For children, I’m afraid it is a crap life. A confident outgoing boy who’s good at football may be ok being moved from school to school, but a shy boy, or a girl (for whom ‘best friend’ is usually more important, and who also has to deal with the ‘mean girls’ who appear in most schools) will struggle. I know many adults who moved around with the forces, and all of them wished they’d had a home in one place.

A lot of army wives are miserable. The happy ones tend to drink heavily.

In your situation, with young twins and supportive family nearby, I think you’d be giving up a lot and he’d be gaining a lot.

Also - and this isn’t mentioned enough - it is bloody stressful for you when husband is away in Afghanistan or wherever and getting bombs lobbed at his base every night for 6 months. Coming home with a healthy body is a lottery. My husband loved being on tour, but I had a lot of nightmares while he was away, and it would have been even harder if we’d had children crying because they miss daddy / getting triggered by news reports, etc.

There’s a reason DH left 🤷‍♀️

Whatever you decide, I wish you the best. If you’re 20 and love to party, want to be a sahm and can’t afford a house, then the forces life may be a fantastic choice for your family. If not… Be very careful what you agree to give up.

The military may be his dream, but there are other good choices he can make - and you get to have dreams too.

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mumarewenearlythereyet · 10/10/2022 16:14

If there is any neurodiversity on either side of your family which means there's a chance your children could be autistic then please please don't.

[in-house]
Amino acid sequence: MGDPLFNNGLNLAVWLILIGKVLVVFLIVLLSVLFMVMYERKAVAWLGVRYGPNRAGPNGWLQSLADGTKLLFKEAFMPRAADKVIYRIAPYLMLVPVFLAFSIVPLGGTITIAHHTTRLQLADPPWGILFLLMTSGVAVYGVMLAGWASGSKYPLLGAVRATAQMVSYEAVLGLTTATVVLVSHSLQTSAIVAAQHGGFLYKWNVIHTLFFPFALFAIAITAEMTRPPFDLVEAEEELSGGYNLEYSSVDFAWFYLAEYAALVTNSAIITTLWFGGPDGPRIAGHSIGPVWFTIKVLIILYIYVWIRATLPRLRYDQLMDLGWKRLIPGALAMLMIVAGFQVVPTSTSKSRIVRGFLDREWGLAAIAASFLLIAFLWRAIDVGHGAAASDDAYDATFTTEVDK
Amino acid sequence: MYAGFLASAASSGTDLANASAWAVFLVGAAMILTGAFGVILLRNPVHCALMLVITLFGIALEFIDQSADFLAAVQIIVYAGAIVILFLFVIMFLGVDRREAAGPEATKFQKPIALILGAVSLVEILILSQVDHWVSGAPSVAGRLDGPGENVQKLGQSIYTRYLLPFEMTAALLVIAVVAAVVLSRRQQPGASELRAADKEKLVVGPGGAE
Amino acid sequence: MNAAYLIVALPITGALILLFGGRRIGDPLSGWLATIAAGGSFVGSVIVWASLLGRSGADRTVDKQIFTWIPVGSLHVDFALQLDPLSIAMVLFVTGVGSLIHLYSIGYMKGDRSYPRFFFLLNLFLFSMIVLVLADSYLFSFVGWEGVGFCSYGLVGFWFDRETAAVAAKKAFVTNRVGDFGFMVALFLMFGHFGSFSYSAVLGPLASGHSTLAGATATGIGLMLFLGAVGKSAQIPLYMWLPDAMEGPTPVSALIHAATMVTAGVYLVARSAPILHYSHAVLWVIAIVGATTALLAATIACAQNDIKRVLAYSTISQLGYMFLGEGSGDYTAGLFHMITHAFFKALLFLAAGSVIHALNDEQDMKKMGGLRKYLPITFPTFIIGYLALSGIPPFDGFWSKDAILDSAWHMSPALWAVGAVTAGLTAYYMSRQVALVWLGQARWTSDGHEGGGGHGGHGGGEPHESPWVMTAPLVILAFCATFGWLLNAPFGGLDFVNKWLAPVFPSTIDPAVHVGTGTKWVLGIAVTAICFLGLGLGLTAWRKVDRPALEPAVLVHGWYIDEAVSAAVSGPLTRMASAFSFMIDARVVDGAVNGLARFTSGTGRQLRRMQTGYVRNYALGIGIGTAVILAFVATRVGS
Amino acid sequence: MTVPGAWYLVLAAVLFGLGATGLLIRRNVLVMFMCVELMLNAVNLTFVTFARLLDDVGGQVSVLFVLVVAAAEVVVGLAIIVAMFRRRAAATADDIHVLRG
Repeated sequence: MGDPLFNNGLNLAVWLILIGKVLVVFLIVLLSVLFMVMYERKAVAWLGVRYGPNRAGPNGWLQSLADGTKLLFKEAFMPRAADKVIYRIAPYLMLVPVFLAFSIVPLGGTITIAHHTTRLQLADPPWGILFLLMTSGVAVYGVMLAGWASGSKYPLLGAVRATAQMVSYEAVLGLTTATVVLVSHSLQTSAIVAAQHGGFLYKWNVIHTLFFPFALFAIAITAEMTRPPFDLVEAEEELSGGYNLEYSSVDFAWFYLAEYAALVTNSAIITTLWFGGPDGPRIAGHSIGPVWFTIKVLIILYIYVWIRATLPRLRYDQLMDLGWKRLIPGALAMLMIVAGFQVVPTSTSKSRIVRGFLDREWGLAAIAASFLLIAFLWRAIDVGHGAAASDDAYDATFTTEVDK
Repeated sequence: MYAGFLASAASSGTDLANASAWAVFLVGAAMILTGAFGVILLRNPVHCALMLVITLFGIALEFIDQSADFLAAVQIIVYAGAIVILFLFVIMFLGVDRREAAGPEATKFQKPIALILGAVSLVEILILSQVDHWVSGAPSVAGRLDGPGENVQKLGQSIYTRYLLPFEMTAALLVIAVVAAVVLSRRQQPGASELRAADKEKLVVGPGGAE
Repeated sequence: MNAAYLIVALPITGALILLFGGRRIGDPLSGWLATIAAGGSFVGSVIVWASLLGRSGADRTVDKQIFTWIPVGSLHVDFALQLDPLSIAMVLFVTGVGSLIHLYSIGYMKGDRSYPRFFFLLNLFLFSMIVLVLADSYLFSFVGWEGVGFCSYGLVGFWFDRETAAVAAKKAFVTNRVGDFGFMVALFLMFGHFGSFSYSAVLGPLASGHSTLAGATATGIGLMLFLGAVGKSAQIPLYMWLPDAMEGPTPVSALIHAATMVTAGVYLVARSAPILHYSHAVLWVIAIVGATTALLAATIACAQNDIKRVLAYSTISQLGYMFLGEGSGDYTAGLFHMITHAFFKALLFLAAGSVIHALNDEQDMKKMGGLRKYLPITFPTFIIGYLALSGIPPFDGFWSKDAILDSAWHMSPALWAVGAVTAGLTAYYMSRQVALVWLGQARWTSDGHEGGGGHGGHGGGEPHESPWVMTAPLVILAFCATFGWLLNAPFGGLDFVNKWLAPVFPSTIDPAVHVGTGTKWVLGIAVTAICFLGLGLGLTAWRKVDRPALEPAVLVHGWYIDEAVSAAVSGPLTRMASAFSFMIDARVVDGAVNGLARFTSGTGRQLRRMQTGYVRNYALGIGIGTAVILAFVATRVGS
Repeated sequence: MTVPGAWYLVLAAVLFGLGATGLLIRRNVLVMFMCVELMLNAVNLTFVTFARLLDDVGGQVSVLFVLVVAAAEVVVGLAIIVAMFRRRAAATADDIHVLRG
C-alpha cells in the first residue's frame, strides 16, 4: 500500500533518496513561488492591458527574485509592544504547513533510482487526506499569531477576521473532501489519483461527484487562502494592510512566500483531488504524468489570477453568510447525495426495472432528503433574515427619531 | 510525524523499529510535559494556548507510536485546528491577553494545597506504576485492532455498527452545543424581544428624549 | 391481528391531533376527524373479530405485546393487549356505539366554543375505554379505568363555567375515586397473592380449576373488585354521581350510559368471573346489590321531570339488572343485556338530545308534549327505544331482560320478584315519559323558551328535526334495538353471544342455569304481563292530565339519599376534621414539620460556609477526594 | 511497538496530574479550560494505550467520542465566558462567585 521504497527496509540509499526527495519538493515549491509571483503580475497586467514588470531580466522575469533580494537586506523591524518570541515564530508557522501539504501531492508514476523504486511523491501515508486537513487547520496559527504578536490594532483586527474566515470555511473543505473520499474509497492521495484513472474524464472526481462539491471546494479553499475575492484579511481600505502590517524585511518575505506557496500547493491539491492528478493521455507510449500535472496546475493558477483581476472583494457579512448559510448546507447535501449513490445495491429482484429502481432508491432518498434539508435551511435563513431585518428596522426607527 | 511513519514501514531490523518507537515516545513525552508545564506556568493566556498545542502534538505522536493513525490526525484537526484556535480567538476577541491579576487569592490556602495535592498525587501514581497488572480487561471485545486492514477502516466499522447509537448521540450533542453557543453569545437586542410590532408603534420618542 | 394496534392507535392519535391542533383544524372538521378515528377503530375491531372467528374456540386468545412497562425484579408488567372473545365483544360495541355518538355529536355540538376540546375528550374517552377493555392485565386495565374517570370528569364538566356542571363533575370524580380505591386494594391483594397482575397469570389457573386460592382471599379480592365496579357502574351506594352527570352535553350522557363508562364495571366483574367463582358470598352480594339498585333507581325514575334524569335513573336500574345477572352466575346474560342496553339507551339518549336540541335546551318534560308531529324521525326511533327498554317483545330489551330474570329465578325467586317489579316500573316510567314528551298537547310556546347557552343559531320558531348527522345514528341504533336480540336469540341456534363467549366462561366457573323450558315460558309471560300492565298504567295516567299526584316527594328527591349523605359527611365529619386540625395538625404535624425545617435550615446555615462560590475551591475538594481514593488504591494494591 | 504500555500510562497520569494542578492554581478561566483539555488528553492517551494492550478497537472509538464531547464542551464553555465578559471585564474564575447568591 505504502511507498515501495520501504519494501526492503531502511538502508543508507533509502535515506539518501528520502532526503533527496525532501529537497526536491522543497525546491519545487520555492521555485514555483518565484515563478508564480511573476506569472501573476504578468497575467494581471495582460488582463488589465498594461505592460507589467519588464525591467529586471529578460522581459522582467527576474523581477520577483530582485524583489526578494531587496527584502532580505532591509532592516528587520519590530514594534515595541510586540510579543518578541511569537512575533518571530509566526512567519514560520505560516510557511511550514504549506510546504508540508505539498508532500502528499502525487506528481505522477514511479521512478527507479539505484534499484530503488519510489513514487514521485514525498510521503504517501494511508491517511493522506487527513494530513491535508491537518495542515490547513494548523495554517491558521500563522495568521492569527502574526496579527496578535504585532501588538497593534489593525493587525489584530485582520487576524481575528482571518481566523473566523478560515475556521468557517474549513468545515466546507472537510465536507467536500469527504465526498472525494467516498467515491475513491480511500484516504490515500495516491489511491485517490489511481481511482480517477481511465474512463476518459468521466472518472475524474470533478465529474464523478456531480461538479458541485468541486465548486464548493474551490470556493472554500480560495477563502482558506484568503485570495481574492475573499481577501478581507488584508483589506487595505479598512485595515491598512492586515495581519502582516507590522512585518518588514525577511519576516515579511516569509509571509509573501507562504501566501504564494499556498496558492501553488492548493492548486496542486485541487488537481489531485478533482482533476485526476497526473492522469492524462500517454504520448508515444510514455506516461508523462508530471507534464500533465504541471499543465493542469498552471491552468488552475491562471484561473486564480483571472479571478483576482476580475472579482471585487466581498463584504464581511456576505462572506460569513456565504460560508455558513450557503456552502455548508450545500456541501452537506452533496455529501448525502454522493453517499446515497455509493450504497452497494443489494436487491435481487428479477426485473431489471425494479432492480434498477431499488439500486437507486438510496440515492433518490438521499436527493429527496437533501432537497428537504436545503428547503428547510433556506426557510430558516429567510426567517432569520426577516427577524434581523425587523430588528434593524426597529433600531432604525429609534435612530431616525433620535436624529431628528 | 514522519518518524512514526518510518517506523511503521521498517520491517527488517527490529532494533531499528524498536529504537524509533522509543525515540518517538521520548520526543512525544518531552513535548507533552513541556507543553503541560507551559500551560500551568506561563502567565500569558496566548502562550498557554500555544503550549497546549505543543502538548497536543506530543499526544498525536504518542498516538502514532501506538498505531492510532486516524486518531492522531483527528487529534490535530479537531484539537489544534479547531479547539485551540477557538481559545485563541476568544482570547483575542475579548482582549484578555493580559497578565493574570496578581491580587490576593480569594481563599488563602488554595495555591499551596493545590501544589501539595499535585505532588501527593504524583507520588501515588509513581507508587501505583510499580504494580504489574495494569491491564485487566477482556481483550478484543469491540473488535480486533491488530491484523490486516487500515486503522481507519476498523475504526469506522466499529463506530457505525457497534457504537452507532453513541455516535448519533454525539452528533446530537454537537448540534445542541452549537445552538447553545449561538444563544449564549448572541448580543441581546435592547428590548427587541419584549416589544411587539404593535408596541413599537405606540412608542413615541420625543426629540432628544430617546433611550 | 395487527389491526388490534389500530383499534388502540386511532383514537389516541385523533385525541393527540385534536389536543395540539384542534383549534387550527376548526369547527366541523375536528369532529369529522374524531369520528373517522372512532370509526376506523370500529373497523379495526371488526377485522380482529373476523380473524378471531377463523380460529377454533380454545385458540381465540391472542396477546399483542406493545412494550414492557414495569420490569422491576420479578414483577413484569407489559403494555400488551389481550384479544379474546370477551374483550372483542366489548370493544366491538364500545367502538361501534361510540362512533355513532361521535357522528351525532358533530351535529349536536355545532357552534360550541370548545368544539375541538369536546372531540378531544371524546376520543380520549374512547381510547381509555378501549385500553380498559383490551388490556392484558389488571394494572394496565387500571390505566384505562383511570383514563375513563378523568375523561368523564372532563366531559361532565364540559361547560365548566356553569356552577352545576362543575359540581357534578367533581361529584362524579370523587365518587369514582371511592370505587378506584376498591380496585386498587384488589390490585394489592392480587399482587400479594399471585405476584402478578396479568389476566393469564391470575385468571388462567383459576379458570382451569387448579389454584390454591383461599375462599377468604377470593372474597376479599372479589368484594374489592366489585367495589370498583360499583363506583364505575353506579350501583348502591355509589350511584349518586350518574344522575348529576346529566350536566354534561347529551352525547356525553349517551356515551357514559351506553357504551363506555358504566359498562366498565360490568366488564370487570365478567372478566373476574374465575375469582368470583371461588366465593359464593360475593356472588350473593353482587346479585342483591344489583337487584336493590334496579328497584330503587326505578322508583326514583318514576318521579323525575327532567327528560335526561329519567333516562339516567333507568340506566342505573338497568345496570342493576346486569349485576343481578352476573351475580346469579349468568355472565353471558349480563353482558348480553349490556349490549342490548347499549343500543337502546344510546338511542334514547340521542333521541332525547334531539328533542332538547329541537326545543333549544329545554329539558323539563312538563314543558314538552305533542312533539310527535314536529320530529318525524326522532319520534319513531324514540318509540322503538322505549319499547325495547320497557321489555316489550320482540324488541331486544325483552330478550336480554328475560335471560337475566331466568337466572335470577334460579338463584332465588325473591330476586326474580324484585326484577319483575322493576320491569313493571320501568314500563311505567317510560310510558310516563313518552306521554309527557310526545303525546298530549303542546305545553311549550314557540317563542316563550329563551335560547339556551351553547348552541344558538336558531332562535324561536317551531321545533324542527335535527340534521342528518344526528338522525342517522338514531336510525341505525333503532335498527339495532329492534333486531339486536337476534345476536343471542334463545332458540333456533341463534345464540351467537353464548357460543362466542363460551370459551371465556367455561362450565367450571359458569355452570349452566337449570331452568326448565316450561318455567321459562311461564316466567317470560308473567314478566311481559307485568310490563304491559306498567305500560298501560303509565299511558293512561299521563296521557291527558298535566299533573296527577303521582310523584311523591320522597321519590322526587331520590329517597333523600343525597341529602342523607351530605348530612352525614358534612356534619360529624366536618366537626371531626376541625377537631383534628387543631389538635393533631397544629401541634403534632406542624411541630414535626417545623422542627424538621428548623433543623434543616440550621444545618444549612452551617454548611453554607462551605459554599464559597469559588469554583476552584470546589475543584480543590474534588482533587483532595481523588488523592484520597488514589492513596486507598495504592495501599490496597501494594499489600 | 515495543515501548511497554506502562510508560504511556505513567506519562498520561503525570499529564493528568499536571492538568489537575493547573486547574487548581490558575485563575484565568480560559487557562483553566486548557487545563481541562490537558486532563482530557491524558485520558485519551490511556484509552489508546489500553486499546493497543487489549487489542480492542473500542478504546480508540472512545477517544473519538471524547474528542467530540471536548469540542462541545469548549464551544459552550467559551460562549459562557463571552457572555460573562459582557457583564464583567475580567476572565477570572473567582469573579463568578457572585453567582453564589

Dad was in the army. I'm autistic (diagnosed as an adult) and moving home and schools, all that change and uncertainty was absolute hell.

We actually only moved a few times compared to friends but it was so hard to make friends anyway with autism so loosing the very few I had was hard. After my last move as a teenager I didn't make any. Moving school at 13 was just the worst. Three years of no friends, hiding in the library every break time really damaged by mental health for years afterwards.

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Twinmummy22 · 10/10/2022 16:23

mumarewenearlythereyet · 10/10/2022 16:14

If there is any neurodiversity on either side of your family which means there's a chance your children could be autistic then please please don't.

Dad was in the army. I'm autistic (diagnosed as an adult) and moving home and schools, all that change and uncertainty was absolute hell.

We actually only moved a few times compared to friends but it was so hard to make friends anyway with autism so loosing the very few I had was hard. After my last move as a teenager I didn't make any. Moving school at 13 was just the worst. Three years of no friends, hiding in the library every break time really damaged by mental health for years afterwards.

Sorry you had to go through that. There’s no signs of autism on either side of our families.

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Hawkins001 · 10/10/2022 16:31

Reading with intrigue, all the best op, @Twinmummy22

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Twinmummy22 · 10/10/2022 16:37

Ithoughtthiswastherehearsal · 10/10/2022 16:11

Hm. This is an interesting one. I was an army wife for a decade. My honest advice, which may be controversial, is that forces life is a great choice for low income families who want a better life, but not a good choice for couples with more money/options. The balance of pros and cons is different for those with more money.

How to explain. I’ve seen so many young couples who had zero cash and not great exam results who wanted a big family young, and the man joined up and they had four kids, got given a large house and a great social life on tap (the social life is fab!!!) and the man was trained up to achieve impressive things. He gets status, interesting satisfying job, gets to go to the gym for hours during the working day, ok money, she gets good social life and good house for the kids.

But, if you could have afforded a decent home anyway, and are already happy with your social life, and if you want a career, then the forces life is a much worse choice...